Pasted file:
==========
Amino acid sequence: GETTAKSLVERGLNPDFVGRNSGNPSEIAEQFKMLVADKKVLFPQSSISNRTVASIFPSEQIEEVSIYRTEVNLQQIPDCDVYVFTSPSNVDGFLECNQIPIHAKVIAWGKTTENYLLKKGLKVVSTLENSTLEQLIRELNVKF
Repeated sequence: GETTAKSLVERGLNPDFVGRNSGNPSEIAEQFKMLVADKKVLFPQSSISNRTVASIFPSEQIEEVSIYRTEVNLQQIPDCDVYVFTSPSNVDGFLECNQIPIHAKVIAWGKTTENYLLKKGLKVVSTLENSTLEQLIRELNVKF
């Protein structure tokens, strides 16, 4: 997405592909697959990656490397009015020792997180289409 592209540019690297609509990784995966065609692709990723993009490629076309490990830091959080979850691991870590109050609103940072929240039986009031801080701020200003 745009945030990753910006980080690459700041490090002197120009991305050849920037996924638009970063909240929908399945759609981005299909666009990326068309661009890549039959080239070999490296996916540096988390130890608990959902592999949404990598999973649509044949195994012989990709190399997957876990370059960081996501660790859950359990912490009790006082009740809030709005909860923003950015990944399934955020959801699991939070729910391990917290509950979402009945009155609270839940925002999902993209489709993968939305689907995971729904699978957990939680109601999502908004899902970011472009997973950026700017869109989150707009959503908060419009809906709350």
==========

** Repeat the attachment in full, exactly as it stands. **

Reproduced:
Amino acid sequence: GETTAKSLVERGLNPDFVGRNSGNPSEIAEQFKMLVADKKVLFPQSSISNRTVASIFPSEQIEEVSIYRTEVNLQQIPDCDVYVFTSPSNVDGFLECNQIPIHAKVIAWGKTTENYLLKKGLKVVSTLENSTLEQLIRELNVKF
Repeated sequence: GETTAKSLVERGLNPDFVGRNSGNPSEIAEQFKMLVADKKVLFPQSSISNRTVASIFPSEQIEEVSIYRTEVNLQQIPDCDVYVFTSPSNVDGFLECNQIPIHAKVIAWGKTTENYLLKKGLKVVSTLENSTLEQLIRELNVKF
């Protein structure tokens, strides 16, 4: 997405592909697959990656490397009015020792997180289409 592209540019690297609509990784995966065609692709990723993009490629076309490990830091959080979850691991870590109050609103940072929240039986009031801080701020200003 745009945030990753910006980080690459700041490090002197120009991305050849920037996924638009970063909240929908399945759609981005299909666009990326068309661009890549039959080239070999490296996916540096988390130890608990959902592999949404990598999973649509044949195994012989990709190399997957876990370059960081996501660790859950359990912490009790006082009740809030709005909860923003950015990944399934955020959801699991939070729910391990917290509950979402009945009155609270839940925002999902993209489709993968939305689907995971729904699978957990939680109601999502908004899902970011472009997973950026700017869109989150707009959503908060419009809906709350």